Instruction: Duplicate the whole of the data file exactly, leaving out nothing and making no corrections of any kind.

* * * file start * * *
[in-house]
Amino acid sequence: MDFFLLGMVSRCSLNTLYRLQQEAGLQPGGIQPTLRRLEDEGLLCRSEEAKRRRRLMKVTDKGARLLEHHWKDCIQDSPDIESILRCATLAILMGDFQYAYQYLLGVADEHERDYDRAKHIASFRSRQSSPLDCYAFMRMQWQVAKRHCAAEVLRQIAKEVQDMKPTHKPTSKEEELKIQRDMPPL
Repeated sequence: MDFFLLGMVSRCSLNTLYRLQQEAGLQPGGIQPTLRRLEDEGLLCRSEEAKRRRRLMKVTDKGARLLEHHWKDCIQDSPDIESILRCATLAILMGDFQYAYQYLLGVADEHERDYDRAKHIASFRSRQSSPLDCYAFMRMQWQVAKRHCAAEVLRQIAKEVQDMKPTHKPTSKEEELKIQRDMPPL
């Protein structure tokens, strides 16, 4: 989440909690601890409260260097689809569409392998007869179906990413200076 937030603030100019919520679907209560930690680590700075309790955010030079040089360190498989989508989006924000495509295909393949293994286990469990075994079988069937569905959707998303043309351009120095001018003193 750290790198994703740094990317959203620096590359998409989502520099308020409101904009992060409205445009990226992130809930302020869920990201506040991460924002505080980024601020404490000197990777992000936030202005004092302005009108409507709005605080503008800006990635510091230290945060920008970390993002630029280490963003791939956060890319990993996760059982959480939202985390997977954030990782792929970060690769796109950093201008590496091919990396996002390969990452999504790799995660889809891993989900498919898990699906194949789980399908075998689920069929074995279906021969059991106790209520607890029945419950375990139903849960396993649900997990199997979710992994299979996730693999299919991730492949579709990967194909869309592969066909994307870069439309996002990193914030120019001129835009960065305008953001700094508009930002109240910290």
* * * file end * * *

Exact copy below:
[in-house]
Amino acid sequence: MDFFLLGMVSRCSLNTLYRLQQEAGLQPGGIQPTLRRLEDEGLLCRSEEAKRRRRLMKVTDKGARLLEHHWKDCIQDSPDIESILRCATLAILMGDFQYAYQYLLGVADEHERDYDRAKHIASFRSRQSSPLDCYAFMRMQWQVAKRHCAAEVLRQIAKEVQDMKPTHKPTSKEEELKIQRDMPPL
Repeated sequence: MDFFLLGMVSRCSLNTLYRLQQEAGLQPGGIQPTLRRLEDEGLLCRSEEAKRRRRLMKVTDKGARLLEHHWKDCIQDSPDIESILRCATLAILMGDFQYAYQYLLGVADEHERDYDRAKHIASFRSRQSSPLDCYAFMRMQWQVAKRHCAAEVLRQIAKEVQDMKPTHKPTSKEEELKIQRDMPPL
């Protein structure tokens, strides 16, 4: 989440909690601890409260260097689809569409392998007869179906990413200076 937030603030100019919520679907209560930690680590700075309790955010030079040089360190498989989508989006924000495509295909393949293994286990469990075994079988069937569905959707998303043309351009120095001018003193 750290790198994703740094990317959203620096590359998409989502520099308020409101904009992060409205445009990226992130809930302020869920990201506040991460924002505080980024601020404490000197990777992000936030202005004092302005009108409507709005605080503008800006990635510091230290945060920008970390993002630029280490963003791939956060890319990993996760059982959480939202985390997977954030990782792929970060690769796109950093201008590496091919990396996002390969990452999504790799995660889809891993989900498919898990699906194949789980399908075998689920069929074995279906021969059991106790209520607890029945419950375990139903849960396993649900997990199997979710992994299979996730693999299919991730492949579709990967194909869309592969066909994307870069439309996002990193914030120019001129835009960065305008953001700094508009930002109240910290």